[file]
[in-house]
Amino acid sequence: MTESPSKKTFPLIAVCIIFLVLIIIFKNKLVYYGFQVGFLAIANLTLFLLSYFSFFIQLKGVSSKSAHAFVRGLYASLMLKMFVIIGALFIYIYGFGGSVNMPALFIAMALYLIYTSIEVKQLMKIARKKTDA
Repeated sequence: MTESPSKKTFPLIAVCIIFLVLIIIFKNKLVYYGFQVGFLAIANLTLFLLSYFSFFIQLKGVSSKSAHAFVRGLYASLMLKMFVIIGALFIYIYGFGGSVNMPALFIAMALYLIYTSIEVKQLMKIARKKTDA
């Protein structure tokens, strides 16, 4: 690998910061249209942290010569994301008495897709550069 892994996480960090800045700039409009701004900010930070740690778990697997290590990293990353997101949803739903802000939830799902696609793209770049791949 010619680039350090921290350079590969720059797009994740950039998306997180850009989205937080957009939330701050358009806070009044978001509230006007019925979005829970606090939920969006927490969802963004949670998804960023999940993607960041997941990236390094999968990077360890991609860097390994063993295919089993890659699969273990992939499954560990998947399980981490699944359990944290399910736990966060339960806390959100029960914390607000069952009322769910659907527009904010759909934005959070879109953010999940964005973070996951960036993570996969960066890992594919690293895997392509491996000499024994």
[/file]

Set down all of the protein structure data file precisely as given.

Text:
[in-house]
Amino acid sequence: MTESPSKKTFPLIAVCIIFLVLIIIFKNKLVYYGFQVGFLAIANLTLFLLSYFSFFIQLKGVSSKSAHAFVRGLYASLMLKMFVIIGALFIYIYGFGGSVNMPALFIAMALYLIYTSIEVKQLMKIARKKTDA
Repeated sequence: MTESPSKKTFPLIAVCIIFLVLIIIFKNKLVYYGFQVGFLAIANLTLFLLSYFSFFIQLKGVSSKSAHAFVRGLYASLMLKMFVIIGALFIYIYGFGGSVNMPALFIAMALYLIYTSIEVKQLMKIARKKTDA
């Protein structure tokens, strides 16, 4: 690998910061249209942290010569994301008495897709550069 892994996480960090800045700039409009701004900010930070740690778990697997290590990293990353997101949803739903802000939830799902696609793209770049791949 010619680039350090921290350079590969720059797009994740950039998306997180850009989205937080957009939330701050358009806070009044978001509230006007019925979005829970606090939920969006927490969802963004949670998804960023999940993607960041997941990236390094999968990077360890991609860097390994063993295919089993890659699969273990992939499954560990998947399980981490699944359990944290399910736990966060339960806390959100029960914390607000069952009322769910659907527009904010759909934005959070879109953010999940964005973070996951960036993570996969960066890992594919690293895997392509491996000499024994």